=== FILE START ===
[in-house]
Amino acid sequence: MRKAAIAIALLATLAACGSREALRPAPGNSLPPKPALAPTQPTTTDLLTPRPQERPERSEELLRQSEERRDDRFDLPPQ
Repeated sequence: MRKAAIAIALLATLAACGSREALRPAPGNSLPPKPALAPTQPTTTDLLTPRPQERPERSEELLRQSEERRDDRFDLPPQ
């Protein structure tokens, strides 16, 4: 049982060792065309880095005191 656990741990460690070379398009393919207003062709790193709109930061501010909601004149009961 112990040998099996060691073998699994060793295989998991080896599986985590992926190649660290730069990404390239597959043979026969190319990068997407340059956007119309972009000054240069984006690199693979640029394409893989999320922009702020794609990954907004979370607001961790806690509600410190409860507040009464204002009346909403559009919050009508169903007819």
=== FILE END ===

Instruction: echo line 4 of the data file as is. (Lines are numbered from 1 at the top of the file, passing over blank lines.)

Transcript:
């Protein structure tokens, strides 16, 4: 049982060792065309880095005191 656990741990460690070379398009393919207003062709790193709109930061501010909601004149009961 112990040998099996060691073998699994060793295989998991080896599986985590992926190649660290730069990404390239597959043979026969190319990068997407340059956007119309972009000054240069984006690199693979640029394409893989999320922009702020794609990954907004979370607001961790806690509600410190409860507040009464204002009346909403559009919050009508169903007819």